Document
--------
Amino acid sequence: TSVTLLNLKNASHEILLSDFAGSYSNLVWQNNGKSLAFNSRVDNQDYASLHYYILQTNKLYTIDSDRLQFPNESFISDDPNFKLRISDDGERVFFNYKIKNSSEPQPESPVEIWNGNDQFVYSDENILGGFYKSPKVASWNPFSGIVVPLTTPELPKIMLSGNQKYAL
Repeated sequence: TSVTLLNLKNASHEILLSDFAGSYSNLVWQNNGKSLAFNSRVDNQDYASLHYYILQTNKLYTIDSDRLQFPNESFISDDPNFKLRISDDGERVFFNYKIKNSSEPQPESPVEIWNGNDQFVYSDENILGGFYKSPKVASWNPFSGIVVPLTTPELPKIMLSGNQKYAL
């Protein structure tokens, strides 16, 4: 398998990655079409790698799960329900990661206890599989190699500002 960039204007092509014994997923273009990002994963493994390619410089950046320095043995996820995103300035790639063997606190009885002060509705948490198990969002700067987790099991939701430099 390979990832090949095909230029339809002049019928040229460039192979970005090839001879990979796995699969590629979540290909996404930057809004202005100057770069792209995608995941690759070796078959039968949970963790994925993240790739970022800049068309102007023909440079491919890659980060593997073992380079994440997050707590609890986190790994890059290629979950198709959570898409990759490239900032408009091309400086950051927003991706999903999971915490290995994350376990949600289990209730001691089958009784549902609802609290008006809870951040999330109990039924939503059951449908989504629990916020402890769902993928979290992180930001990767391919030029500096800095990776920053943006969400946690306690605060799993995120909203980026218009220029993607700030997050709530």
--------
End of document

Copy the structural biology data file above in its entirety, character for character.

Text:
Amino acid sequence: TSVTLLNLKNASHEILLSDFAGSYSNLVWQNNGKSLAFNSRVDNQDYASLHYYILQTNKLYTIDSDRLQFPNESFISDDPNFKLRISDDGERVFFNYKIKNSSEPQPESPVEIWNGNDQFVYSDENILGGFYKSPKVASWNPFSGIVVPLTTPELPKIMLSGNQKYAL
Repeated sequence: TSVTLLNLKNASHEILLSDFAGSYSNLVWQNNGKSLAFNSRVDNQDYASLHYYILQTNKLYTIDSDRLQFPNESFISDDPNFKLRISDDGERVFFNYKIKNSSEPQPESPVEIWNGNDQFVYSDENILGGFYKSPKVASWNPFSGIVVPLTTPELPKIMLSGNQKYAL
């Protein structure tokens, strides 16, 4: 398998990655079409790698799960329900990661206890599989190699500002 960039204007092509014994997923273009990002994963493994390619410089950046320095043995996820995103300035790639063997606190009885002060509705948490198990969002700067987790099991939701430099 390979990832090949095909230029339809002049019928040229460039192979970005090839001879990979796995699969590629979540290909996404930057809004202005100057770069792209995608995941690759070796078959039968949970963790994925993240790739970022800049068309102007023909440079491919890659980060593997073992380079994440997050707590609890986190790994890059290629979950198709959570898409990759490239900032408009091309400086950051927003991706999903999971915490290995994350376990949600289990209730001691089958009784549902609802609290008006809870951040999330109990039924939503059951449908989504629990916020402890769902993928979290992180930001990767391919030029500096800095990776920053943006969400946690306690605060799993995120909203980026218009220029993607700030997050709530």